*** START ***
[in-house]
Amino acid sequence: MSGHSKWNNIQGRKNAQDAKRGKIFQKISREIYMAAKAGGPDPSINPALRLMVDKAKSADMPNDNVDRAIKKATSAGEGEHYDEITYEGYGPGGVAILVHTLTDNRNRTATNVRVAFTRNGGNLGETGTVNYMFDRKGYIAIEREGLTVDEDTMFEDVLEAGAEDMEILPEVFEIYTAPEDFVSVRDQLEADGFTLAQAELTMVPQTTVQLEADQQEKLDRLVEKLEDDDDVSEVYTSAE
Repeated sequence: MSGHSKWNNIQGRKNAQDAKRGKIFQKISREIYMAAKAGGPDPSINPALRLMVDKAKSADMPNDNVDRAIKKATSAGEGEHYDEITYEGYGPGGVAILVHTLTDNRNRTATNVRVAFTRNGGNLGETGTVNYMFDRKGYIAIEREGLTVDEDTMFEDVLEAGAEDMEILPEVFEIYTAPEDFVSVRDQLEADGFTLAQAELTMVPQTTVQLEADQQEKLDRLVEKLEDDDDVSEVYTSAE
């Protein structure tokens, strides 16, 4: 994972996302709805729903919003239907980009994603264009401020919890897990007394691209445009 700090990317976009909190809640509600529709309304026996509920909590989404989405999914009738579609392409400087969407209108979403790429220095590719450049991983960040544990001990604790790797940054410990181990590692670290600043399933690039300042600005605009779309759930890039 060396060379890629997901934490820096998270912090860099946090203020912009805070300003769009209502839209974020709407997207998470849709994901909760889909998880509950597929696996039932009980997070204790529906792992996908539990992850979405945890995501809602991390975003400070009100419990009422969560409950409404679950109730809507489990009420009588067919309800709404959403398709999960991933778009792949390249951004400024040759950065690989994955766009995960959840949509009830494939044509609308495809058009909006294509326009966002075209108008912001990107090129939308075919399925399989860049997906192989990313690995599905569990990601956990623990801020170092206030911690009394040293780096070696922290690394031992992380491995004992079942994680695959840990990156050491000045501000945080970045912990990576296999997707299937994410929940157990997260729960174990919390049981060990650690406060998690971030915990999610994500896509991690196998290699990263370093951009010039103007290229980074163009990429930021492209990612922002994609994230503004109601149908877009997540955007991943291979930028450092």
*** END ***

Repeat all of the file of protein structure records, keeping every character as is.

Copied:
[in-house]
Amino acid sequence: MSGHSKWNNIQGRKNAQDAKRGKIFQKISREIYMAAKAGGPDPSINPALRLMVDKAKSADMPNDNVDRAIKKATSAGEGEHYDEITYEGYGPGGVAILVHTLTDNRNRTATNVRVAFTRNGGNLGETGTVNYMFDRKGYIAIEREGLTVDEDTMFEDVLEAGAEDMEILPEVFEIYTAPEDFVSVRDQLEADGFTLAQAELTMVPQTTVQLEADQQEKLDRLVEKLEDDDDVSEVYTSAE
Repeated sequence: MSGHSKWNNIQGRKNAQDAKRGKIFQKISREIYMAAKAGGPDPSINPALRLMVDKAKSADMPNDNVDRAIKKATSAGEGEHYDEITYEGYGPGGVAILVHTLTDNRNRTATNVRVAFTRNGGNLGETGTVNYMFDRKGYIAIEREGLTVDEDTMFEDVLEAGAEDMEILPEVFEIYTAPEDFVSVRDQLEADGFTLAQAELTMVPQTTVQLEADQQEKLDRLVEKLEDDDDVSEVYTSAE
């Protein structure tokens, strides 16, 4: 994972996302709805729903919003239907980009994603264009401020919890897990007394691209445009 700090990317976009909190809640509600529709309304026996509920909590989404989405999914009738579609392409400087969407209108979403790429220095590719450049991983960040544990001990604790790797940054410990181990590692670290600043399933690039300042600005605009779309759930890039 060396060379890629997901934490820096998270912090860099946090203020912009805070300003769009209502839209974020709407997207998470849709994901909760889909998880509950597929696996039932009980997070204790529906792992996908539990992850979405945890995501809602991390975003400070009100419990009422969560409950409404679950109730809507489990009420009588067919309800709404959403398709999960991933778009792949390249951004400024040759950065690989994955766009995960959840949509009830494939044509609308495809058009909006294509326009966002075209108008912001990107090129939308075919399925399989860049997906192989990313690995599905569990990601956990623990801020170092206030911690009394040293780096070696922290690394031992992380491995004992079942994680695959840990990156050491000045501000945080970045912990990576296999997707299937994410929940157990997260729960174990919390049981060990650690406060998690971030915990999610994500896509991690196998290699990263370093951009010039103007290229980074163009990429930021492209990612922002994609994230503004109601149908877009997540955007991943291979930028450092």